Campaigns normally don’t release internal polls unless there is some advantage to doing so. So we’ll look at the positives, and then read between the lines for the rest.
The good new for Burner is that she leads the Democratic pack:
Among primary voters who vote for one of the Democratic candidates on the initial ballot, Darcy Burner currently leads the pack with a decisive lead. Burner leads with nearly half of the vote (45%), followed by Laura Ruderman (15%), Steve Hobbs (13%), Suzan DelBene (12%), Roger Goodman (10%), and Darshan Rauniyar (5%).
Moreover, Burner is well-regarded among primary election voters who pick a Democratic candidate in the initial ballot. More than half (54%) of these voters have a favorable opinion of Burner, while 9% have an unfavorable opinion. DelBene is less well known, with 21% of voters having a favorable impression of her. Seventeen percent of voters have a favorable opinion of Ruderman. A majority of these Democratic voters have no impression of Ruderman or DelBene, while most are familiar with Burner.
The findings are consistent with the previous internal poll released by the Burner campaign.
What these numbers tell us is that, contrary to certain media naysayer, Darcy is the front-runner among Democrats in this race.
These results debunk, what I’ll call, the Connelly meme, named after the Darcy Burner naysayer-in-chief, SeattlePI.com’s Joel Connelly. Joel has, of late, has made something of a specialization in portraying Burner as an outside interloper—as some kind of ultra-liberal Daily Kos Manchurian Candidate destined to be an also-ran. The Connelly meme is bullshit.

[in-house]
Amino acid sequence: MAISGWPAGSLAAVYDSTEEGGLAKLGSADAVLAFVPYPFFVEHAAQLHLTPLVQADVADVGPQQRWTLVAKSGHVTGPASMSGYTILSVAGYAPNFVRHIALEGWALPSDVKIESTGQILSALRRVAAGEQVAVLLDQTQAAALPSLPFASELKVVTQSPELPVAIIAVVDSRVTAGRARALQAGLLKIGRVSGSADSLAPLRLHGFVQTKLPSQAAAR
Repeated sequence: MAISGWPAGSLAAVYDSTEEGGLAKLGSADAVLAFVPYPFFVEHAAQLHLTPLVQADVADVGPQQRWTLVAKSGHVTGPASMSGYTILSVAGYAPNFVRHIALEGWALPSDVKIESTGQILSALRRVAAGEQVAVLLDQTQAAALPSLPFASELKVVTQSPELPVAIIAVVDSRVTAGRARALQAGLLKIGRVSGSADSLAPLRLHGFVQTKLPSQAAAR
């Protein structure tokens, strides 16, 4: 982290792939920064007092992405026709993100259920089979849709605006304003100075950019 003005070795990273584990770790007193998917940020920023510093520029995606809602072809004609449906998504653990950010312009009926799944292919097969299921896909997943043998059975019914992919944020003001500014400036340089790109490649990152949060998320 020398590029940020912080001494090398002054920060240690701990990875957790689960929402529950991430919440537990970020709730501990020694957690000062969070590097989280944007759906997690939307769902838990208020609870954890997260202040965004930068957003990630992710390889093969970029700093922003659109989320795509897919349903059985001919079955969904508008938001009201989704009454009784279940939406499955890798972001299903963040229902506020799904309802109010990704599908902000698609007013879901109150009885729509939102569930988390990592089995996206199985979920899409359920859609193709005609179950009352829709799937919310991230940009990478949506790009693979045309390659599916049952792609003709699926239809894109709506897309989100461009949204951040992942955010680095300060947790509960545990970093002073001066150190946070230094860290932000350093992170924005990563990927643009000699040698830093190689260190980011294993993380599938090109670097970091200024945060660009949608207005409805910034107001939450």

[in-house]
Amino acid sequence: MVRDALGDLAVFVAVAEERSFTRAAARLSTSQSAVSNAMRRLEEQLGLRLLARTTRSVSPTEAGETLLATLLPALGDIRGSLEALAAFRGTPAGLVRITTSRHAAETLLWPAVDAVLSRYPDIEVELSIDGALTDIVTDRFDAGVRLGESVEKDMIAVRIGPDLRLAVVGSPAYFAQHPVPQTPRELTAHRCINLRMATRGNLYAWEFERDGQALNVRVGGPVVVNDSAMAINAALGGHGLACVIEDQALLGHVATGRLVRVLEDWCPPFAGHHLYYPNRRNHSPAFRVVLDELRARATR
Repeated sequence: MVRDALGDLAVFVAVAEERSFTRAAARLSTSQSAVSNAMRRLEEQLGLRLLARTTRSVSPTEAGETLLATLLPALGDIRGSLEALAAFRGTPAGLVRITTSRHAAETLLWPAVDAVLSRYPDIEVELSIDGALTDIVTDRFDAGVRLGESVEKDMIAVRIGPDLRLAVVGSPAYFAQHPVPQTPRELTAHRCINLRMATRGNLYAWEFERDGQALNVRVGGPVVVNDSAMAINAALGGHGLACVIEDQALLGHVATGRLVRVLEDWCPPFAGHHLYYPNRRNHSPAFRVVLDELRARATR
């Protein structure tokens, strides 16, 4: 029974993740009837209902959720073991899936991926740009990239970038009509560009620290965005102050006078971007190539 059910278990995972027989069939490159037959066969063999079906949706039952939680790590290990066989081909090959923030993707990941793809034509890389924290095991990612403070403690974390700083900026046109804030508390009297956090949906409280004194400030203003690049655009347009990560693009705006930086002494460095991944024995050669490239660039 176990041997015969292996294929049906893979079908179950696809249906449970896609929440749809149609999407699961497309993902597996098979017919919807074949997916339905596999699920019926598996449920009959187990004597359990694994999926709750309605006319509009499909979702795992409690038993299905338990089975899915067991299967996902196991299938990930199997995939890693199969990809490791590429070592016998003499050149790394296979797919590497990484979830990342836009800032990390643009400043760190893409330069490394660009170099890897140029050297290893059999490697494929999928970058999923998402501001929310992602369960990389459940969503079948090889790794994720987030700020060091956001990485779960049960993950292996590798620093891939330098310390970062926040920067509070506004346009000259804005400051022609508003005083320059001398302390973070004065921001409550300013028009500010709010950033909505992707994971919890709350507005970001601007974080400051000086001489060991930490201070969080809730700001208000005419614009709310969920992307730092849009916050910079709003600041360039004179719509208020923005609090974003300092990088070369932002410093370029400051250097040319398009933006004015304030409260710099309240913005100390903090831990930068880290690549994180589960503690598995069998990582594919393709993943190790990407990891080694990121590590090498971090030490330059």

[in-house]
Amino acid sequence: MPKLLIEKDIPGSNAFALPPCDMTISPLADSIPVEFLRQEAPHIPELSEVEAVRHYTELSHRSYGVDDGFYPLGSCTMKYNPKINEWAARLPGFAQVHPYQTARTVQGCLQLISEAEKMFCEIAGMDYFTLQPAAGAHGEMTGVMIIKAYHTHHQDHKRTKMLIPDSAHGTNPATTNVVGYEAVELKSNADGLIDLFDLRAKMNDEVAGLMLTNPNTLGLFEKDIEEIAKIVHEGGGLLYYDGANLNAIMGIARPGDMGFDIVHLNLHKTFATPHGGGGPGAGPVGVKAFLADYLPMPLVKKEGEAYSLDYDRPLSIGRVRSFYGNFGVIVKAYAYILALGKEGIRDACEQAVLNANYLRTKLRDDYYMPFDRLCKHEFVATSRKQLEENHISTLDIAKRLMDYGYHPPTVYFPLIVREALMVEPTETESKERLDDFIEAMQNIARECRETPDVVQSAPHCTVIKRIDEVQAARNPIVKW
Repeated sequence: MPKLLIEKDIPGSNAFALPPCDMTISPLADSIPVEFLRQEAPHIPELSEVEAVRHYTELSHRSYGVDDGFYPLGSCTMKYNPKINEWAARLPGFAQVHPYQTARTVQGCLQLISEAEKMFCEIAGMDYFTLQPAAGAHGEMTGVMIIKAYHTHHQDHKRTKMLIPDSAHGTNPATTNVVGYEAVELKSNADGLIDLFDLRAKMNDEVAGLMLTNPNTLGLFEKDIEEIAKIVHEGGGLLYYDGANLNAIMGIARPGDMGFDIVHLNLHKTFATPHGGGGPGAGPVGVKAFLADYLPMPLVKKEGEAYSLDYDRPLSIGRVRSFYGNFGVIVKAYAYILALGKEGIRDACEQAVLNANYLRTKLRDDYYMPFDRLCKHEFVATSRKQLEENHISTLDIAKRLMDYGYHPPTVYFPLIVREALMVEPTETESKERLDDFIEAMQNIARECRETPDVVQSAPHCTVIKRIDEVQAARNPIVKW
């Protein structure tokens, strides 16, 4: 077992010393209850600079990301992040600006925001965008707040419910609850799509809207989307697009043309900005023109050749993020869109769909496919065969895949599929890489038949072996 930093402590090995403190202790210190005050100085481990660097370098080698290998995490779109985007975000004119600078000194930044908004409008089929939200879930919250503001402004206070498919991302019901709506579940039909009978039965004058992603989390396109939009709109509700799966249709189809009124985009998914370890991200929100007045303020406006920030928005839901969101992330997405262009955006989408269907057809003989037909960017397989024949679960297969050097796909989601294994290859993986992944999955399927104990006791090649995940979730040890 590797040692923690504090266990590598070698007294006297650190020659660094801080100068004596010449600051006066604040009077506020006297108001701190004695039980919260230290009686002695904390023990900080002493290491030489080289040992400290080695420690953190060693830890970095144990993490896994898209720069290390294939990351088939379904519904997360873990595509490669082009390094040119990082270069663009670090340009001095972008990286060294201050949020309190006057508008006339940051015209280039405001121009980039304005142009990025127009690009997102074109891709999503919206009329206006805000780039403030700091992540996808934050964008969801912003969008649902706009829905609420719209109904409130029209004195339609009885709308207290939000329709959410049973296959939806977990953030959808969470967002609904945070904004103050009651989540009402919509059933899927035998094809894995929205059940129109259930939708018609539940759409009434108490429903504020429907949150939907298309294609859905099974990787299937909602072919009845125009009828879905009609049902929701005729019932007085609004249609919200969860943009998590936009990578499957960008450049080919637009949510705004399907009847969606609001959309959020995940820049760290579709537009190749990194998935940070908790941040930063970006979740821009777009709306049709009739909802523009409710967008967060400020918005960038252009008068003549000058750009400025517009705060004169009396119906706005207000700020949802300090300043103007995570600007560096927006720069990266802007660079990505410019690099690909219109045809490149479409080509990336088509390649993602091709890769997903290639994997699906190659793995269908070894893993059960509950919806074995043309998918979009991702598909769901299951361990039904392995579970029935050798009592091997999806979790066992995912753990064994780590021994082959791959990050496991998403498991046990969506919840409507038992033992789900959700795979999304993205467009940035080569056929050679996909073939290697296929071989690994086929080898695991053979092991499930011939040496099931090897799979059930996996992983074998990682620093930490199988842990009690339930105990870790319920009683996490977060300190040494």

The new poll results bode well for Darcy Burner in a Democratic primary race.
Unfortunately, Washington state doesn’t have a Democratic primary. Rather, we have this top-two primary. And that brings me to what this poll doesn’t tell us.
Take a look at the poll methods:
These findings are based on 504 telephone interviews with a random sample of likely 2012 primary election voters in Washington’s new 1st Congressional District. Interviews were conducted from January 23-26, 2012. Sampling error is +/- 4.4%.
What we never learn is how many of the 504 interviewees chose to not select one of the Democratic candidates. There were two Republican candidates in the race when the poll was taken (one has since dropped out), yet we don’t see numbers for these candidates, or an “other” category if the pollster made a (dubious) decision to not name Republican candidates as well.
The absence of reporting on the Republican (or “other”) tally in a poll of “likely 2012 primary voters” is telling. It suggests to me that the “votes” for non-Democrats matched or exceeded those for the Democratic candidates. That is, the numbers don’t make Darcy look strong enough in a general election that the campaign was willing to release ’em.
The numbers support the idea that Darcy is the Democratic front-runner, but it leaves me feeling a little bit nervous about the prospects that any Democrat will be taking the district.
I look forward to seeing some independent polling in the race.